Militants Capture Nigerian Oil: Global Price, Energy Policy Impacts?

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Chevron’s Nigerian oil pipeline has been overtaken by the Movement for the Emancipation of Nigeria in the Niger Delta (above: AFP/File Photo). The group is obviously well-armed and trained. See the lead machine gunner supplied by ammunition/communications (left), and flanked by AK-47s and rocket launcher holders (left rear, right rear) scanning the horizon of Niger River, which has pipeline, production and transport facilities (Niger River Delta and Nigerian offshore oil areas are in yellow below).

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The Niger Delta has been the source of about 2.5 to 3% of world oil supply and reserves, with Shell, Exxon, BP and others holding major delta and offshore concessions.

Multi-national oil companies have been open flaring oil wells 24 hours a day into the air, and causing extensive water pollution in the area once home to rich fishing and agriculture.
Thus the region is growing infamous for impacted civilian uprisings, peaceful and not so.

Said the governor of Nigeria’s Delta State, Dr. Emmanuel Uduaghan: “…the
oil companies have polluted the air, the waters and soil….So, with this kind of situation, our people can no longer
fish or farm and so they can no longer feed themselves, the capacity to
do this is no longer there and when you cannot feed yourself, you are
hungry and when you are hungry, you get angry and when you are angry,
you get violent. So, it is a vicious cycle…We want to create a Delta
State without oil…We should be able to create a Nigerian economy
without oil, bring our youth up and train them to become farmers and
non-violent producers”.

Nigerian novelist and television producer Ken Saro-Wiwa was hung after military trial in 1995, concerning demonstrations by the Ogoni group he founded, Movement for the Survival of the Ogoni People (MOSOP).

Before the news of the Chevron pipeline takeover, oil markets were already heating up Friday to almost $83 a barrel, the highest range since October 2008, after hitting their historic peak of $147 a barrel in July 2008. Based on Nigeria and increased demand from China, this week could be be a harbinger for 2010 oil price trends.

Are rising oil prices and energy insecurity putting the issue of future global fossil fuel supply in play once more?  

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A Way Forward for US Auto Blues and the Climate: Ford and Chevron?

As the US auto industry faces its darkest days yet, one of the big three, Ford, stands apart from GM and Chrysler. Besides not needing the amount of government cash to prevent bankruptcy, Ford has a different story to tell.

Ford’s Executive Chairman Bill Ford tried when he was CEO (2001 to 2006) to move the behemoth toward the 21st century with everything from more sustainable manufacturing in the form of the US Green Building Council LEED certified Rouge River Plant in Detroit, to the introduction of an electric prototype and an SUV hybrid, the Escape. Hydrogen fuel cell research also increased significantly during his CEO tenure.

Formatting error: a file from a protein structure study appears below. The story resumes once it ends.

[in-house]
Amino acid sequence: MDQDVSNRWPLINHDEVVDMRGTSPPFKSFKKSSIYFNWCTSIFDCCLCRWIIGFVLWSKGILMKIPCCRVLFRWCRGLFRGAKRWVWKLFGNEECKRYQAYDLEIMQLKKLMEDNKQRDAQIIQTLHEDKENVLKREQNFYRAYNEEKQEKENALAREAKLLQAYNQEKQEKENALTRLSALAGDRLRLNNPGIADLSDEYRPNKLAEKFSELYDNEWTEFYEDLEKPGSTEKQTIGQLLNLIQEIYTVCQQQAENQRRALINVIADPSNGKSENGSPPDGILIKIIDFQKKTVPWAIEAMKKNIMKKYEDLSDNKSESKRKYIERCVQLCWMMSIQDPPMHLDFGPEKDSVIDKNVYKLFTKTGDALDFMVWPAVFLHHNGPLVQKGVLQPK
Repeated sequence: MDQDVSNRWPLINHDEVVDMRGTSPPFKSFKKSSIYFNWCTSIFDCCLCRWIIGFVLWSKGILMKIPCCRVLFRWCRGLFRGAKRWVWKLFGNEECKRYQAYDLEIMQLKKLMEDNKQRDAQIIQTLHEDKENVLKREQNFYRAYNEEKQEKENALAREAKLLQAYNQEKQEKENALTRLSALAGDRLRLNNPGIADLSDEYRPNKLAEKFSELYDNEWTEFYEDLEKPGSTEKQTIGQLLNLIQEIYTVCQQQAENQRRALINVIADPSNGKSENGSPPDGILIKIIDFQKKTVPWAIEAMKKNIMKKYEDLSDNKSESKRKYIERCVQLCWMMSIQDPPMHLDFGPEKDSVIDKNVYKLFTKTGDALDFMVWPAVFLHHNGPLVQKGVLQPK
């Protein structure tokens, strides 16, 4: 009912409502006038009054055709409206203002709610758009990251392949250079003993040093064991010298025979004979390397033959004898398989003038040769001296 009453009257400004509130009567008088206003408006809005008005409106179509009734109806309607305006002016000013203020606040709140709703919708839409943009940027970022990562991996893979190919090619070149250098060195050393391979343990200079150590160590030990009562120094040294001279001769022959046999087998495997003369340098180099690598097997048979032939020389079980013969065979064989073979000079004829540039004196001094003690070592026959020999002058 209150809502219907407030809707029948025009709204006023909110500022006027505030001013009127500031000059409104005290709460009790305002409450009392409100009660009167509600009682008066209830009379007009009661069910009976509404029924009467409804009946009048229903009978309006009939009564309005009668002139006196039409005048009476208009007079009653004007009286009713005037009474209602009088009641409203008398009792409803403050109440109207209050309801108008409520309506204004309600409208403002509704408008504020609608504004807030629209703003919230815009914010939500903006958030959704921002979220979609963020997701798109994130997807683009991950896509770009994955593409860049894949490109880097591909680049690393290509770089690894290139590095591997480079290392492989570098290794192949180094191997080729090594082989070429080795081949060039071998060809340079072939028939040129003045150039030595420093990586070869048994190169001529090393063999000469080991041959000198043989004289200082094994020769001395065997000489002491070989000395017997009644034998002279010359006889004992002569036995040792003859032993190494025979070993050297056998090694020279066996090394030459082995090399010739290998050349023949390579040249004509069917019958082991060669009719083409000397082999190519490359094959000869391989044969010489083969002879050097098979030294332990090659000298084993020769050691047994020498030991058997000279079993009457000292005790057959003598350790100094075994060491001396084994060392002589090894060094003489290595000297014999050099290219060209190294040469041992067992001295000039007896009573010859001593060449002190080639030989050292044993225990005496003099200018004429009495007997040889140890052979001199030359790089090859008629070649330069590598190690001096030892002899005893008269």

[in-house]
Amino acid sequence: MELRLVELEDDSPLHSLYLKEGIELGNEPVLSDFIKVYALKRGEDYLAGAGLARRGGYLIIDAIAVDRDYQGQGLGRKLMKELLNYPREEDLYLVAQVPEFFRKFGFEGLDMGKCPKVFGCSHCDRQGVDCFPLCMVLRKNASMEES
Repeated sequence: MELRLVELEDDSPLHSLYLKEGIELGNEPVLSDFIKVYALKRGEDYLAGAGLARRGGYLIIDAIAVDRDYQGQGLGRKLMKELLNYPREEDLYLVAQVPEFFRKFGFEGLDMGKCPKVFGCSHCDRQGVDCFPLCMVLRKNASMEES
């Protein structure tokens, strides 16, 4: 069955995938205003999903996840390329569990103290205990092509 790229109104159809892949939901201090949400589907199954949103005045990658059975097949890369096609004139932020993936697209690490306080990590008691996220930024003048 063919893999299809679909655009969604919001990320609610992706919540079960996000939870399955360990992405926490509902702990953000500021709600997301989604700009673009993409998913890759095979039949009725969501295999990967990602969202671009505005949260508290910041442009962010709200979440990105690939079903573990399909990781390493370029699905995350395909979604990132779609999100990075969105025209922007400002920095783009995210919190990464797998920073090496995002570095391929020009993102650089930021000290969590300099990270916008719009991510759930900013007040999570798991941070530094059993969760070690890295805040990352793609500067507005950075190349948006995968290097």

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Bill Ford stepped down from his CEO office after poor short term financial performance and shareholders revolted against his green agenda. Ford, grandson of the firm’s founder, kept pushing the company and the US auto industry to move toward an electric fleet. He has met with Barack Obama during the campaign and after Obama’s election, looking at a long term horizon of climate change regulations and oil price and supply volatility.  

Then there’s the GM Hummer. It follows that GM’s vice chairman this year insultingly denied the existence of global climate change. Chrysler has also ignored changing consumer desires for higher fuel efficiency and continued putting out gas-guzzling dinosaurs

On the energy side of the equation, Chevron has come out with a surprising advertising campaign advocating that people drive less, and provides tips on how to use less gas. They also feature articles and discussions on coming energy problems, including oil supply challenges.

Advising people to drive less is a tact that not even any major politicians were brave enough to take during the campaign season when gas prices broke $4 a gallon, which was partially because of the inability of global supplies to keep up with growing oil demand.  

Now a worldwide recession has cut demand for gas, and oil and gas price outrage has come way down. Yet Chevron is continuing its clever campaign. That’s smart, not only because of worsening global climate change, but also because The International Energy Agency and the CEO of Shell have said this year that oil prices will go up again in the future as supplies will not be able to keep pace with new (post-recovery) demand.

Looks like two American corporations are truly thinking about the future beyond their own balance sheets, and we all may benefit from it.  

 

 

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